Cape lawyer gets 18 months probation in misconduct sanction

Tuesday, November 6, 2012
Scott Reynolds

The Missouri Supreme Court has sanctioned a Cape Girardeau criminal defense lawyer on two charges of professional misconduct, opting for a penalty of probation that will stay on his permanent disciplinary record but still allows him to practice law.

Scott D. Reynolds, 50, in an order signed by Chief Justice Richard B. Teitelman, had an 18-month suspension of his law license stayed and was instead placed on probation for the same period under the state's lawyer discipline system. The court also imposed a $1,000 fine.

The formal reprimand stems from Reynolds' guilty plea in 2010 to the misdemeanor domestic assault of his former fiancee. A second conduct charge originated later that same year when a client claimed he could not get a retainer refund from Reynolds until he filed two lawsuits and took his gripe to the Missouri Bar.

Reynolds declined to comment on the record.

The order will stay in Reynolds' disciplinary file for the remainder of his career. But the high court's decision does allow him to continue practicing law during the probationary period set to expire in March 2014. Conditions of his probation include reporting to a probation monitor, submitting quarterly reports detailing his practice and a mandate that he comply with all of the rules of professional conduct that govern the Missouri Bar and other members of the judiciary.

Reynolds must attend ethics school, a program developed by the Missouri Bar and the Office of Chief Disciplinary Counsel. Reynolds also must obtain a mental health evaluation within 60 days of the order. He must then follow the mental health professional's recommendation for treatment or therapy, according to the order.

Failure to comply with the conditions would constitute a probation violation, which could cause the court to terminate Reynolds' probation and suspend his license for 18 months.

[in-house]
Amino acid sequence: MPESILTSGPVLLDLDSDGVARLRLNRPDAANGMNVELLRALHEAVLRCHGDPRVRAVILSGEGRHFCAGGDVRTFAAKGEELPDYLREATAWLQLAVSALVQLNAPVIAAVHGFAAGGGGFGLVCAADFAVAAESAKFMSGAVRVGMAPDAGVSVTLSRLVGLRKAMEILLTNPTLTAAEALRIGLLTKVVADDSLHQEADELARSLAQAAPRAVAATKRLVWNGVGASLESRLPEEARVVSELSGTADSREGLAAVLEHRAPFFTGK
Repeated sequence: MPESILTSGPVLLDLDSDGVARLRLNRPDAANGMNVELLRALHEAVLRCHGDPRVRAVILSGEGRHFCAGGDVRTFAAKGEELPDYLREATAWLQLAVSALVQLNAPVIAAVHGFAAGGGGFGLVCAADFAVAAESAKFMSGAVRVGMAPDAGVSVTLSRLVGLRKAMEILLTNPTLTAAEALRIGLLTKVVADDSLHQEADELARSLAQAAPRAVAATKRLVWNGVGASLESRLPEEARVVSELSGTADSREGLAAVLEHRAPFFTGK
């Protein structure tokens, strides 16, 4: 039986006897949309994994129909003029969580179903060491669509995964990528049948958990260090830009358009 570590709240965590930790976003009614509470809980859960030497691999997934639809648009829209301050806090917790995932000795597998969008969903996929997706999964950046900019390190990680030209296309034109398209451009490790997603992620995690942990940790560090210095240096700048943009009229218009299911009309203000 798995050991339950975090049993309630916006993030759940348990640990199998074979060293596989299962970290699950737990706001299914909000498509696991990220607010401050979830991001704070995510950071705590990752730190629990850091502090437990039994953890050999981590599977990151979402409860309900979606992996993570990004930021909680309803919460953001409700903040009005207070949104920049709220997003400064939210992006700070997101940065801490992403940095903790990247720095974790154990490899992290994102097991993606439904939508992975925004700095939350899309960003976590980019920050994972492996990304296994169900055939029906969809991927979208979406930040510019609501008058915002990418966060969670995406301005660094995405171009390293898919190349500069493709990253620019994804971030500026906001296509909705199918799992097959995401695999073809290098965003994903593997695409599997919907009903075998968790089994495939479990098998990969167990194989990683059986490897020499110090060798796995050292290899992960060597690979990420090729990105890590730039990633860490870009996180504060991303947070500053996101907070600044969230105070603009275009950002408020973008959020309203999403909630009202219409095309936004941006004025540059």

The Missouri Office of the Chief Disciplinary Counsel, the investigating arm of the state supreme court, filed a charge in January against Reynolds that there was probable cause to believe he was guilty of professional misconduct. A disciplinary hearing panel of two lawyers and one member of the public convened in May to hear testimony in charges against Reynolds and 27 other Missouri lawyers.

The panel determined that Reynolds did, in fact, violate the professional conduct rules that govern the Missouri Bar and other members of the judiciary.

The Missouri Supreme Court agreed, pointing to a rule that states it is professional misconduct to commit a criminal act that reflects adversely on a lawyer's "honesty, trustworthiness or fitness as a lawyer" in other respects.

While Reynolds pleaded guilty to a reduced misdemeanor charge of third-degree domestic assault of his former fiancee, the original charges were more severe. Reynolds, first licensed to practice law in 1990, was initially handed felony charges that claimed he punched and kicked his fiancee Feb. 17, 2010, at his home in Jackson. The incident allegedly took place during an argument, court records show.

Reynolds has always denied those charges, instead saying he pulled her "hair lace" from her head.

The criminal charges against Reynolds made headlines at the time, but the second disciplinary complaint against him had not been made public until the release of several court documents Monday by the high court's Office of Legal Ethics. The charging document reveals that a brief client of Reynolds met with him in January 2010 about a pending divorce and paid a $750 advance fee for his representation.

After filing on his client's behalf, the records say Reynolds was arrested a month later and taken into custody on the domestic assault charge. The client, who heard about the arrest through media outlets, found another lawyer after he was unable make contact with Reynolds. When Reynolds was released from jail that March, the client stopped to see him and ask for the return of his retainer.

According to the complaint, the client had to sue Reynolds twice and file a complaint with the Missouri Bar before he got his money back. That behavior, the high court said, violates a Supreme Court rule because he failed to refund the money in a timely manner.


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